Bitter Mike Huckabee says Christian groups would rather rake in dough than see President Huckabee end abortion
An angry Mike Huckabee lashed out at evangelical Christians who declined to back his struggling presidential campaign.
The former Arkansas governor and conservative commentator spoke with his erstwhile colleague Todd Starnes, of Fox News, about his disappointment with the Religious Right establishment, reported Right Wing Watch.
“As I’ve often said, ‘I don’t go to them, I come from them,’ but because of that I do understand them ,” Huckabee said.
Huckabee, who has been criticized for selling his mailing list to quack doctors and conspiracy-mongers, complained that conservative Christian leaders seemed more interested in raising money off anti-abortion hysteria and same-sex marriage fears than actually ending their legal acceptance.
“A lot of them, quite frankly, I think they’re scared to death that if a guy like me got elected, I would actually do what I said I would do, and that is I would focus on the personhood of every individual, we would abolish abortion based on the Fifth and 14th Amendment, we would ignore the Supreme Court’s same-sex marriage decision,” Huckabee said.
Huckabee, who is polling at 1.3 percent nationally and is usually relegated to the GOP debate undercard, said his sweeping social conservative agenda would cut into fundraising efforts, if he were somehow elected and managed to enact his campaign promises.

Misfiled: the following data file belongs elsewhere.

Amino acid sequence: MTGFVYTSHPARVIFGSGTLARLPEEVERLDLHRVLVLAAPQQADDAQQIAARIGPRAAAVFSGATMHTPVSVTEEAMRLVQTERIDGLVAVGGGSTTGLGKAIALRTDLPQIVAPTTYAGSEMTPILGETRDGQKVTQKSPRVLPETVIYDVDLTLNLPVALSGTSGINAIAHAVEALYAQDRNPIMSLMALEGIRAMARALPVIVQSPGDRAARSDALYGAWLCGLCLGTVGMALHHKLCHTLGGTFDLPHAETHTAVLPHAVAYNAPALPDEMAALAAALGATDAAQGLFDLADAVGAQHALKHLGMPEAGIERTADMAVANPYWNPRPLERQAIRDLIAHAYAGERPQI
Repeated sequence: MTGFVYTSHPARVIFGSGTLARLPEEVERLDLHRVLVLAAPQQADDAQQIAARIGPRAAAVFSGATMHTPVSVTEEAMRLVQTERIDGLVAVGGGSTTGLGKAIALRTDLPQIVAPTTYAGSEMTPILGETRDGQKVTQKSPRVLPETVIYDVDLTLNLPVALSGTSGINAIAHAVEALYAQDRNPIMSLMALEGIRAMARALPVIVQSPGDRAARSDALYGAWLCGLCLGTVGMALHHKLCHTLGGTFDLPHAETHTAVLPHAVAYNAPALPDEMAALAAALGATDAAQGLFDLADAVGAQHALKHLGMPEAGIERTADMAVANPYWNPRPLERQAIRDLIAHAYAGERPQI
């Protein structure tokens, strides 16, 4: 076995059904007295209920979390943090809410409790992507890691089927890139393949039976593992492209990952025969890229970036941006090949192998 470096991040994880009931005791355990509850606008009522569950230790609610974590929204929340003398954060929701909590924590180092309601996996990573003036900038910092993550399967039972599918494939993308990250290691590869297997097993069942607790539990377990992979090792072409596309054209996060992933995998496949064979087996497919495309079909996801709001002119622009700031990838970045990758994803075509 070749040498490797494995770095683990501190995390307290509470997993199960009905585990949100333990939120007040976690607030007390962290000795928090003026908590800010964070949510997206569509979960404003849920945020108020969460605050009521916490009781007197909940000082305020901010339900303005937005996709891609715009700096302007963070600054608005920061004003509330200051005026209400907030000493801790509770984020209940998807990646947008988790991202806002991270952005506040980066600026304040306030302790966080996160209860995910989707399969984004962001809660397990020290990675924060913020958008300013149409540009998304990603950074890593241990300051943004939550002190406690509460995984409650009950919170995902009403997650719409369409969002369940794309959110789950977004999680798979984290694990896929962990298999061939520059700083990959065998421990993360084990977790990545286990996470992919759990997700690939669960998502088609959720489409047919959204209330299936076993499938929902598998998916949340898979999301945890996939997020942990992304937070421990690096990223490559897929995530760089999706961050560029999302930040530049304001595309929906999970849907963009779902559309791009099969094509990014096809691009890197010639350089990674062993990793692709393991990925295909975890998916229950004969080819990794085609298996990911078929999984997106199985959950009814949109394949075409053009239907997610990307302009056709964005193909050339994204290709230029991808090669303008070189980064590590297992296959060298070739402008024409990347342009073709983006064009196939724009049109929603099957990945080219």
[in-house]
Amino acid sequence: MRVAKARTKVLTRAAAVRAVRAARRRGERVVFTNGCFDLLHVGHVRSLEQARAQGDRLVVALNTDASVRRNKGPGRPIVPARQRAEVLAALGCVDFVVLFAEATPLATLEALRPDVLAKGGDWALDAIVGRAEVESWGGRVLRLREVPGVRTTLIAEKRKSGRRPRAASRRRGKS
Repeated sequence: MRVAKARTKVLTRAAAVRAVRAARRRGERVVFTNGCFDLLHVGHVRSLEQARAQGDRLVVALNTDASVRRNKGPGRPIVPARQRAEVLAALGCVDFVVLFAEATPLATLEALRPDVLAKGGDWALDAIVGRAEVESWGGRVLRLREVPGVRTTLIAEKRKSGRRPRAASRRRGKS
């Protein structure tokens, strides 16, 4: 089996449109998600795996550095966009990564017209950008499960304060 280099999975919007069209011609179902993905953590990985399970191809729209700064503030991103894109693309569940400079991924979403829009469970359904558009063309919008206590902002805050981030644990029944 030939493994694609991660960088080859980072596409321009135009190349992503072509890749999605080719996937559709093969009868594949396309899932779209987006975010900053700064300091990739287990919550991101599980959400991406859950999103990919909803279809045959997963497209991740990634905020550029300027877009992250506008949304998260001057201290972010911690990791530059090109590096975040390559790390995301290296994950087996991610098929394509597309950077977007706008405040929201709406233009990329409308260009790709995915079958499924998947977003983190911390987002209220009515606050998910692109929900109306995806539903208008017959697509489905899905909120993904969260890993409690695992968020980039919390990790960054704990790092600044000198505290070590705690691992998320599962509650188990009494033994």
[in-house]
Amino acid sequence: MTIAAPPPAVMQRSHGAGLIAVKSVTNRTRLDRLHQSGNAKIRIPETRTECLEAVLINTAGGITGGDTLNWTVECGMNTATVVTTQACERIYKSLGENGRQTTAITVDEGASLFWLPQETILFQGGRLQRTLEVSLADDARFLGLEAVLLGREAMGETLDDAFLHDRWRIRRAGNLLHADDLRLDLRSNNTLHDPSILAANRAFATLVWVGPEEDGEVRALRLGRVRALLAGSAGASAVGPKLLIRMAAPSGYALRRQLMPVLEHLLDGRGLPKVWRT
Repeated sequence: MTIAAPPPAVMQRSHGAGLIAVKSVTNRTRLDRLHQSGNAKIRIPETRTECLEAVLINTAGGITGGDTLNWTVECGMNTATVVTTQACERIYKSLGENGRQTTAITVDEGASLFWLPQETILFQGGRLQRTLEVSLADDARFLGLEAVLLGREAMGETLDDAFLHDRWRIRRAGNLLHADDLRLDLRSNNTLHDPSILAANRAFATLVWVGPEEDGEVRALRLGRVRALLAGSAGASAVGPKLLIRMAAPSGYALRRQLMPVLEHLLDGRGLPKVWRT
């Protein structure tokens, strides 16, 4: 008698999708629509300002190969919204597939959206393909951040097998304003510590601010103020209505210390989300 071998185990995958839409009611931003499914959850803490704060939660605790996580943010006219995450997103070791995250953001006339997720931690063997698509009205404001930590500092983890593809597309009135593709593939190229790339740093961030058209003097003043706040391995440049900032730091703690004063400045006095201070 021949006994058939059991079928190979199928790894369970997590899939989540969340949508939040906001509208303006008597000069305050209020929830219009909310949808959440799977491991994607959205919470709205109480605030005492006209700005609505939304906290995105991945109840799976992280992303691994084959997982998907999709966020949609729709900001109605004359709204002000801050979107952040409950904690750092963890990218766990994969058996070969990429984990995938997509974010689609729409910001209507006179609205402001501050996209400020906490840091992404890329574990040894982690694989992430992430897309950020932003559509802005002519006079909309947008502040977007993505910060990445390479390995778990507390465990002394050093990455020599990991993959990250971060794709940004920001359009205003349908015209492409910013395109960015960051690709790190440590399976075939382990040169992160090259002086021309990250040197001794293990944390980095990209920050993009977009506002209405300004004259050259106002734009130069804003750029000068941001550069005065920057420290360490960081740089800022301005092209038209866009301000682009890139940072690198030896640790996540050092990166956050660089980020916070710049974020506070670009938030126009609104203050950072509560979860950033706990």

“A lot of these organizations wouldn’t have the ability to do urgent fundraising because if we slay the dragon, what dragon do they continue to fight?” Huckabee said. “And so, for many of them, it could be a real detriment to their organization’s abilities to gin up their supporters and raise the contributions — and I know that sounds cynical but, Todd, it is what it is.”
Huckabee said organizations that failed to back his campaign should be honest with their donors and admit they operate by “secular standards” instead of biblical principles.
“Look, we’re a club, we’re an organization,” Huckabee said they should tell donors. “We talk about prayer, but we don’t necessarily believe that it will change things.”
“There comes a time in our lives where we either believe in a great God who does great things and uses sometimes the weak to get it done, or else we don’t believe in that and we just get human might and we gather all the human resources and we live or die by the human sword,” Huckabee added.